|Publication number||US3374937 A|
|Publication date||Mar 26, 1968|
|Filing date||Jan 24, 1966|
|Priority date||Jan 24, 1966|
|Publication number||US 3374937 A, US 3374937A, US-A-3374937, US3374937 A, US3374937A|
|Inventors||Wilson Le Roy P|
|Original Assignee||Le Roy P. Wilson|
|Export Citation||BiBTeX, EndNote, RefMan|
|Patent Citations (10), Referenced by (20), Classifications (6)|
|External Links: USPTO, USPTO Assignment, Espacenet|
March 26, 1968 LE ROY P. WILSON 3,374,937
COLLAPSIBLE SETUP CARTON 5 Sheets-Sheet 1 Filed Jan. 24, 1966 VINVENTOR Us nov 1? WILSON Mar ch 26, 1968 LE ROY- P. WILSON 3,374,937
COLLAPSIBLE SETUP CARTON Filed Jan. 24, 1966 /NVENTOR LE ROY P WILSON COLLAPSIBLE SETUP CARTON Le Roy P. Wilson, 84 Cambridge St,
Lindsay, Ontario, Canada Filed Jan. 24, 1966, Ser. No; 522,680 Claims. (Cl. 229.--39) ABSTRACT OF THE DISCLOSURE This invention relates to improvements in collapsible setup cartons and more particularly to cartons which may be set up and then filled with stationery such as-envelo'pes by means of automatic machinery; preferably the subject carton is made from sturdy paper board-commonly employed for cartons of this nature.
It is customary for monetary contributions payable at stipulated intervals to be made in envelopes on which is imprinted the date relating to the period to which the contribution refers. Accordingly, it has become the practice to store a supply of dated envelopes in cartons from which they may be extracted consecutively at the requisite intervals. The'packaging of such envelopes lends'itself to the use of collapsible setup cartons constructed for erecting, filling and closing on high speed automatic machinery so that large numbers of cartons may be filled and closed in short periods of time. However, when articles such as envelopes are being fed into the open end-of the erected carton difiiculty has been experienced in that the open end of the collapsible carton on beingjset up does not adopt a rectangular configuration with the result that the envelopes, which are commonly made of thin paper, thus lacking stiffness, bend and jam in the carton.
It is, therefore, an object of the invention that a succession of collapsible cartons may be set up, closed at the bottom end, filled at the top end in continuous manner with a pack of envelopes and closed on high speed automatic machinery.
The collapsible setup carton according to the invention is characterised by having opposed closure flaps at one end which interengage in the set up position whereby the carton at that end adopts a parallelogram configuration, with one pair of opposed end walls of the parallelogram being titled in a direction reverse to the direction in which the carton moves to the collapsed condition.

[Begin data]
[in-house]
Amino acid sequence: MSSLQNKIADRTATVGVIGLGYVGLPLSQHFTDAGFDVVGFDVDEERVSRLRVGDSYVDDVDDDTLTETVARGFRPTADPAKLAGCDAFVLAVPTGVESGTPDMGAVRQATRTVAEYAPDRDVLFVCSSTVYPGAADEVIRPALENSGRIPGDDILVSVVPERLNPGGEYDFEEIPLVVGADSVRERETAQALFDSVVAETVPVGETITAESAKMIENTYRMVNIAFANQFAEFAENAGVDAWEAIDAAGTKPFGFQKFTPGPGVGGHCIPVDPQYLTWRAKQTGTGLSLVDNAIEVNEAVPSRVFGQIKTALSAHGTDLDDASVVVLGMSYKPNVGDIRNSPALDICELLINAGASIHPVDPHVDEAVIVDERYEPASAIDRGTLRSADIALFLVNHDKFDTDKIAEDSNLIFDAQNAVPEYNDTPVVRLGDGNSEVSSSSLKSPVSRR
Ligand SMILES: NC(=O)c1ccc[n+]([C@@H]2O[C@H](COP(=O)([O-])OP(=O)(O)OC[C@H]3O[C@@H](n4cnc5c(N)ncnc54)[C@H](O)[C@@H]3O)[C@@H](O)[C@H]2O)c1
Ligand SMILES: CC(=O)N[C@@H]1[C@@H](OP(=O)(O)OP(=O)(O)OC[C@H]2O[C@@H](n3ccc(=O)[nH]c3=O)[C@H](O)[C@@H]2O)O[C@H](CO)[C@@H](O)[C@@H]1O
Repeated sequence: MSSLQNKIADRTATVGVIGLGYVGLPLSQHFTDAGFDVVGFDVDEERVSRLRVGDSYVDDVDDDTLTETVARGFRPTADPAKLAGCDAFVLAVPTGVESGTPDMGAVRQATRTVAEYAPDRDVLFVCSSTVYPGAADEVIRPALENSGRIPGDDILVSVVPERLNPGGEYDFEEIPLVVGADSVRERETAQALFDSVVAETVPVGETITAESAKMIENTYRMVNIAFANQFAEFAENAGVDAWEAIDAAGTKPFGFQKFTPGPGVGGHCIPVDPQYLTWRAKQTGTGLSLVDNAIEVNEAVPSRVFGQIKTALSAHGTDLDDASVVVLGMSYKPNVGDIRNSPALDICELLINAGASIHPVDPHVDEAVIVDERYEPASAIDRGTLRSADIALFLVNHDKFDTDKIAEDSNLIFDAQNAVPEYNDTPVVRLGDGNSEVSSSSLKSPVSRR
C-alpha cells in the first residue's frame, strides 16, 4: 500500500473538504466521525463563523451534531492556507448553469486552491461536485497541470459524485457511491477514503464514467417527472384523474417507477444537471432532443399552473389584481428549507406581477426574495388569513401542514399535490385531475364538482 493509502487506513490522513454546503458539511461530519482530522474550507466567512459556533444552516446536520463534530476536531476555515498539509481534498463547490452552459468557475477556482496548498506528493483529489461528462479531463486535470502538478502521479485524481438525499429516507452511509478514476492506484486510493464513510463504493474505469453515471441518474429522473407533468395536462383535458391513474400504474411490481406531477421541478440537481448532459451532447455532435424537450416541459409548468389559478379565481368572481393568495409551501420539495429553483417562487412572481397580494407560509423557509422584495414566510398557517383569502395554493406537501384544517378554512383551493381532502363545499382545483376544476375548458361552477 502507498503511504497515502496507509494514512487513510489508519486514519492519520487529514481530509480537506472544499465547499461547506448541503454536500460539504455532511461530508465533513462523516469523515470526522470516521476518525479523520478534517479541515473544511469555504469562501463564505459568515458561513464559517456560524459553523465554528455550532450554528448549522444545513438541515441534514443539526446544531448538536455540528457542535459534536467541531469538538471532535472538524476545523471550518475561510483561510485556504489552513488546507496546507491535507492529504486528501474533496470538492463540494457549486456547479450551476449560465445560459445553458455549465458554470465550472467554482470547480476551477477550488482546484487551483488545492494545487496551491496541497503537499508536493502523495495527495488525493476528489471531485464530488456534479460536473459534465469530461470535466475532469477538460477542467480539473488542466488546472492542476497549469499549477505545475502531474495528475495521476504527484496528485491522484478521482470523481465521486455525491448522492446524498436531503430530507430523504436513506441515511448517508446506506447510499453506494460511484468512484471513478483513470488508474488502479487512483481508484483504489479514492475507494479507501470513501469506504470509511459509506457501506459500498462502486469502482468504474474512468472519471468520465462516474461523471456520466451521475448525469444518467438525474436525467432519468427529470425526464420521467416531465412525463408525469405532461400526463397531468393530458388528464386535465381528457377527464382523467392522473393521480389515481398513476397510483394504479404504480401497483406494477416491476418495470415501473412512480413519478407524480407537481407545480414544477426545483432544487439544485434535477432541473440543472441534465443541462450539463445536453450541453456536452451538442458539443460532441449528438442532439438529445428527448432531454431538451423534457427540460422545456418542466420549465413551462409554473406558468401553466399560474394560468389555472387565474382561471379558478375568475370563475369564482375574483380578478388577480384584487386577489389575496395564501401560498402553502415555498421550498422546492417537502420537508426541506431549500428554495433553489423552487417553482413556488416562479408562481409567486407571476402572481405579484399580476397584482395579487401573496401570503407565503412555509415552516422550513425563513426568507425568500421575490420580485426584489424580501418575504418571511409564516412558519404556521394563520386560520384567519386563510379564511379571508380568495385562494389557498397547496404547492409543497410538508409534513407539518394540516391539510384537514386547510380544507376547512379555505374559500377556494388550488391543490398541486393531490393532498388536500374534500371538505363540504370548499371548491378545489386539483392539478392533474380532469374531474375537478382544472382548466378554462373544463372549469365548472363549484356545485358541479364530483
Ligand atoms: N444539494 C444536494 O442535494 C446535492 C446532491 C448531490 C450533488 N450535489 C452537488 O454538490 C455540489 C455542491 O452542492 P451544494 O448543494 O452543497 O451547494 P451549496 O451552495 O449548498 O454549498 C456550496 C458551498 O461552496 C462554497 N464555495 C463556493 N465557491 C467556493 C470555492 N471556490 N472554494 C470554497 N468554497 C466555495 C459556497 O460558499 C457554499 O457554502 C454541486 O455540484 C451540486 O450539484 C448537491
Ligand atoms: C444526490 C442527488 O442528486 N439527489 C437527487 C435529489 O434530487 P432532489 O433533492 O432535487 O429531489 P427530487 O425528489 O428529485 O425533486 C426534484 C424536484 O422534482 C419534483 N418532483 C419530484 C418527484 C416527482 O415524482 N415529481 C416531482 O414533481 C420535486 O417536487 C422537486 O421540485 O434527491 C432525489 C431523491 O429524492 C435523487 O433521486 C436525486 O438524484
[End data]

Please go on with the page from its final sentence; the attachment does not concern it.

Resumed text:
Referring now to the drawings, in which:
FIGURE 1 is a plan view on reduced scale of a preferred embodiment of a blank from which the subject carton is constructed;
FIGURE 2 is a view of a carton in the collapsed condition assembled from the blank shown in FIGURE 1;
FIGURE 3 is an isometric view of the set up carton with the bottom end closed and showing the parallelogram configuration;
FIGURES 4A, 4B and 4C are isometric views of the carton looking particularly at the bottom thereof, and showing the bottom of the carton at three different stages during the closing operation thereof.
While the carton of the invention can be embodied in various proportions and sizes and of various materials it is commonly utilised as illustrated herein and is preferably constructed of a sheet of standard planar fiberboard of medium thickness. The blank of sheet material is divided by score lines into different sections and referring first to FIGURE 1 the subject carton in a blank form comprises a first base panel 12 of general rectangular contour partially defined by a pair of longitudinal score lines 14 and 16 and a pair of transverse score lines 18 and 20 conveniently disposed perpendicular to the lines 14 and 16 so that the base panel 12 is truly rectangular.
Adjacent the transverse score line 20 there is provided United States Patent a first side panel 22 which is also defined by end score lines 24 and 26 which are substantial continuations of the longitudinal scores lines 14 and 16. The side panel 22 is also defined by a transverse score line'28 opposed to the score line 20. Q
Adjacent the score line 28 there is provided a second base panel 30 partially defined by an outer edge 32 which is a substantial continuation of the longitudinal score lines 14 and 24 and an opposed longitudinal score line 34 which is a substantial continuation of the longitudinal score lines 16 and 26. Opposed to the transverse score line 28 and completely defining the panel'30 is another transverse score line 36.
Adjacent the panel 30 is another ;side panel 38 which is partially defined by an outer edge 40 whichis a substantial continuation of the outer edge 32 and an opposed score line 42 which is a substantial continuation of the horizontal score line 34. The side panel 38 is completed by an outer edge 44 which is parallel to the transverse score line 36; the flap 38 has the same dimension as the first side panel 22.